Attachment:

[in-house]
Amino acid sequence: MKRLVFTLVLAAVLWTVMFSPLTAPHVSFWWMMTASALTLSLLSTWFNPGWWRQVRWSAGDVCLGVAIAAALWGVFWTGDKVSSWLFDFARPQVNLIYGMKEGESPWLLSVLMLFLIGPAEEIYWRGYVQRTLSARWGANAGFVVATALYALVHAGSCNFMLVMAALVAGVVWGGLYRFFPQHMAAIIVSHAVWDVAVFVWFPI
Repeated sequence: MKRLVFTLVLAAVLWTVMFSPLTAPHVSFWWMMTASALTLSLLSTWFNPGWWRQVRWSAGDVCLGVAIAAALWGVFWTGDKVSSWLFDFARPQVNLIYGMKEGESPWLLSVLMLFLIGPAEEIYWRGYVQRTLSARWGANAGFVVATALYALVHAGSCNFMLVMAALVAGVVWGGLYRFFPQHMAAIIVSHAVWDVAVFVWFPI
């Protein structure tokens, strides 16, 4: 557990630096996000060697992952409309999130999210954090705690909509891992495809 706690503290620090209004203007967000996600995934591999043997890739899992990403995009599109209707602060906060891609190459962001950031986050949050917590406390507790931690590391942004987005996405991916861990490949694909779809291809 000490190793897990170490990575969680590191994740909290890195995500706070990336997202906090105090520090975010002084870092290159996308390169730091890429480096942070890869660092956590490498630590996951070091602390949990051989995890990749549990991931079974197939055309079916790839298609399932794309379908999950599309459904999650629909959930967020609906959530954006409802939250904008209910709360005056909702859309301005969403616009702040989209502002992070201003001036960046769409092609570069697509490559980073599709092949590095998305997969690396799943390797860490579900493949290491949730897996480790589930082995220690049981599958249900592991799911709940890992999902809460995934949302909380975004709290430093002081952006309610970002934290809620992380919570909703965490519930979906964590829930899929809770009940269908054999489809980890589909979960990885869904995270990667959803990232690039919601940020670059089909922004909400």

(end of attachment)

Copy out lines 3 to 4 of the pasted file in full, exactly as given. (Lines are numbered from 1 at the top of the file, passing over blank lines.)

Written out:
Repeated sequence: MKRLVFTLVLAAVLWTVMFSPLTAPHVSFWWMMTASALTLSLLSTWFNPGWWRQVRWSAGDVCLGVAIAAALWGVFWTGDKVSSWLFDFARPQVNLIYGMKEGESPWLLSVLMLFLIGPAEEIYWRGYVQRTLSARWGANAGFVVATALYALVHAGSCNFMLVMAALVAGVVWGGLYRFFPQHMAAIIVSHAVWDVAVFVWFPI
């Protein structure tokens, strides 16, 4: 557990630096996000060697992952409309999130999210954090705690909509891992495809 706690503290620090209004203007967000996600995934591999043997890739899992990403995009599109209707602060906060891609190459962001950031986050949050917590406390507790931690590391942004987005996405991916861990490949694909779809291809 000490190793897990170490990575969680590191994740909290890195995500706070990336997202906090105090520090975010002084870092290159996308390169730091890429480096942070890869660092956590490498630590996951070091602390949990051989995890990749549990991931079974197939055309079916790839298609399932794309379908999950599309459904999650629909959930967020609906959530954006409802939250904008209910709360005056909702859309301005969403616009702040989209502002992070201003001036960046769409092609570069697509490559980073599709092949590095998305997969690396799943390797860490579900493949290491949730897996480790589930082995220690049981599958249900592991799911709940890992999902809460995934949302909380975004709290430093002081952006309610970002934290809620992380919570909703965490519930979906964590829930899929809770009940269908054999489809980890589909979960990885869904995270990667959803990232690039919601940020670059089909922004909400």